- Their absence on the surface of PNH cells explains most of the clinical manifestations of PNH. Hemolytic anemia in PNH results from the increased susceptibility of PNH erythrocytes to complement.
- CD59 and CD55 act at different levels of the complement cascade. CD55 blocks C3 convertases, and CD59 blocks the addition of C9 into the terminal membrane attack complex.
- Thus, the absence of CD55 and CD59 on PNH red cells allows C3 and C5 convertases to proceed unchecked and ultimately leads to increased deposition of membrane attack complexes on the red cell membrane.
- This results in lysis of the red cell and release of free hemoglobin and other cell contents (e.g., lactate dehydrogenase [LDH]) into the intravascular space.
The disease is divided into three categories depending on the context of its diagnosis:
- Classic Paroxysmal Nocturnal Hemoglobinuria: Evidence of this condition in absence of some other bone marrow disorder.
- PNH present in the setting of another particular bone marrow disease.
- Subclinical Paroxysmal Nocturnal Hemoglobinuria: PNH abnormalities present on a flow cytometry report without any sign of hemolysis.
- People with this disease have blood cells that are missing a gene called PIG-A. This gene allows a substance called glycosyl-phosphatidylinositol (GPI) to help certain proteins stick to cells.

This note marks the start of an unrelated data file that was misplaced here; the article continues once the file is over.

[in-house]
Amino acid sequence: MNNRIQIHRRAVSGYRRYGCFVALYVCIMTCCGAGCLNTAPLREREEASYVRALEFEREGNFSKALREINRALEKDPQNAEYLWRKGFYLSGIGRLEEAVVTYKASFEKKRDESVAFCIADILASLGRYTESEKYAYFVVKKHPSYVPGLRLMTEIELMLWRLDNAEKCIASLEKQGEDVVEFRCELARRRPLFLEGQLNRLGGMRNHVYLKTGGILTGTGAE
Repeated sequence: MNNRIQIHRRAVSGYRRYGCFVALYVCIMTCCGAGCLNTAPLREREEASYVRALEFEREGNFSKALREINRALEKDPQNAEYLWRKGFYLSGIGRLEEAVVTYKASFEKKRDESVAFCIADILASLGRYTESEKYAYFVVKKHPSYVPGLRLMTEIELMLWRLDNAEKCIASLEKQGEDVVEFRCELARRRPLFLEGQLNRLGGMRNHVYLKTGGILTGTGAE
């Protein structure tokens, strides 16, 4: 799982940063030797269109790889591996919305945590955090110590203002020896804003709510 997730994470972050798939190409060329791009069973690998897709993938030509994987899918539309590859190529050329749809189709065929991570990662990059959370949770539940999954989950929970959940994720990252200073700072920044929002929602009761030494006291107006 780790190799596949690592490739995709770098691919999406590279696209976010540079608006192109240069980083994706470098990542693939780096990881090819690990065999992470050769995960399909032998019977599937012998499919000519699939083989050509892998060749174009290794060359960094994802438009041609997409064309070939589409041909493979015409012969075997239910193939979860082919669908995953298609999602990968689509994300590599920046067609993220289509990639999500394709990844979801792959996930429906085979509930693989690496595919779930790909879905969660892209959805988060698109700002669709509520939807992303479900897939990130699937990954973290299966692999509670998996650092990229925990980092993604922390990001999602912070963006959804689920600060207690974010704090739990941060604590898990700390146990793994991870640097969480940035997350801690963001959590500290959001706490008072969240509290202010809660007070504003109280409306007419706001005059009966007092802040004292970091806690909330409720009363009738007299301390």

- Without PIG-A, important proteins cannot connect to the cell surface and protect the cell from substances in the blood called complement. As a result, red blood cells break down too early. The red cells leak hemoglobin into the blood, which can pass into the urine. This can happen at any time but is more likely to occur during the night or early morning.
- The disease can affect people of any age. It may be associated with aplastic anemia, myelodysplastic syndrome, or acute myelogenous leukemia.
Due to the wide spectrum of symptoms associated with PNH, it is not unusual for months or years to pass before the correct diagnosis is established. Overall, the most common symptoms of PNH include:
- Significant fatigue or weakness
- Bruising or bleeding easily
- Shortness of breath
- Recurring infections and/or flu-like symptoms
- Difficulty in controlling bleeding, even from very minor wounds